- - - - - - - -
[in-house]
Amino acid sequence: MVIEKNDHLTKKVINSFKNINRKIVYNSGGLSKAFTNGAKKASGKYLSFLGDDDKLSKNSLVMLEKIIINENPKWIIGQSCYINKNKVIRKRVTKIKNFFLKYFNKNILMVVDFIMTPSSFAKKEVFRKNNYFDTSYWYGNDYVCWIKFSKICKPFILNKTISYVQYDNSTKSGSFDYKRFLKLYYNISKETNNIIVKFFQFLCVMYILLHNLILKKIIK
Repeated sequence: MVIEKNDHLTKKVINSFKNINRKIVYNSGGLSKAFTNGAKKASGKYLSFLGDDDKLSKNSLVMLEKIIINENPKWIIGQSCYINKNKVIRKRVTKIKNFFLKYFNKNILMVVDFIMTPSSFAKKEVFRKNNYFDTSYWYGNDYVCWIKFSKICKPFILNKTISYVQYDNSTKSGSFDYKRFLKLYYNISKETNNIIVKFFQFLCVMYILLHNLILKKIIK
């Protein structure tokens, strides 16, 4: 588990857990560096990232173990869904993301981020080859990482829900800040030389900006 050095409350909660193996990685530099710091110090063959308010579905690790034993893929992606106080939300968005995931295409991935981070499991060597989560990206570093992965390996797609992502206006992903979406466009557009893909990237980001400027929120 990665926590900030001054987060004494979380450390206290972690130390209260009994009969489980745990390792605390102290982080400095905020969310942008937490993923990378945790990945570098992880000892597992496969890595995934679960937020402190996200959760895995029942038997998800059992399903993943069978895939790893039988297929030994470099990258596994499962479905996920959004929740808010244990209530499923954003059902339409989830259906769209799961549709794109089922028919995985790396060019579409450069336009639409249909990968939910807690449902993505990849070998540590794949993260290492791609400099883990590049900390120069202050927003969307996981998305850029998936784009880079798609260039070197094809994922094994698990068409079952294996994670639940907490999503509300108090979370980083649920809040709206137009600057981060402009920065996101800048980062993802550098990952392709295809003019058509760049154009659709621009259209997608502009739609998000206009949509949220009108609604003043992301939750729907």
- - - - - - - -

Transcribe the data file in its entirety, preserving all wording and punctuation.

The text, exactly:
[in-house]
Amino acid sequence: MVIEKNDHLTKKVINSFKNINRKIVYNSGGLSKAFTNGAKKASGKYLSFLGDDDKLSKNSLVMLEKIIINENPKWIIGQSCYINKNKVIRKRVTKIKNFFLKYFNKNILMVVDFIMTPSSFAKKEVFRKNNYFDTSYWYGNDYVCWIKFSKICKPFILNKTISYVQYDNSTKSGSFDYKRFLKLYYNISKETNNIIVKFFQFLCVMYILLHNLILKKIIK
Repeated sequence: MVIEKNDHLTKKVINSFKNINRKIVYNSGGLSKAFTNGAKKASGKYLSFLGDDDKLSKNSLVMLEKIIINENPKWIIGQSCYINKNKVIRKRVTKIKNFFLKYFNKNILMVVDFIMTPSSFAKKEVFRKNNYFDTSYWYGNDYVCWIKFSKICKPFILNKTISYVQYDNSTKSGSFDYKRFLKLYYNISKETNNIIVKFFQFLCVMYILLHNLILKKIIK
């Protein structure tokens, strides 16, 4: 588990857990560096990232173990869904993301981020080859990482829900800040030389900006 050095409350909660193996990685530099710091110090063959308010579905690790034993893929992606106080939300968005995931295409991935981070499991060597989560990206570093992965390996797609992502206006992903979406466009557009893909990237980001400027929120 990665926590900030001054987060004494979380450390206290972690130390209260009994009969489980745990390792605390102290982080400095905020969310942008937490993923990378945790990945570098992880000892597992496969890595995934679960937020402190996200959760895995029942038997998800059992399903993943069978895939790893039988297929030994470099990258596994499962479905996920959004929740808010244990209530499923954003059902339409989830259906769209799961549709794109089922028919995985790396060019579409450069336009639409249909990968939910807690449902993505990849070998540590794949993260290492791609400099883990590049900390120069202050927003969307996981998305850029998936784009880079798609260039070197094809994922094994698990068409079952294996994670639940907490999503509300108090979370980083649920809040709206137009600057981060402009920065996101800048980062993802550098990952392709295809003019058509760049154009659709621009259209997608502009739609998000206009949509949220009108609604003043992301939750729907």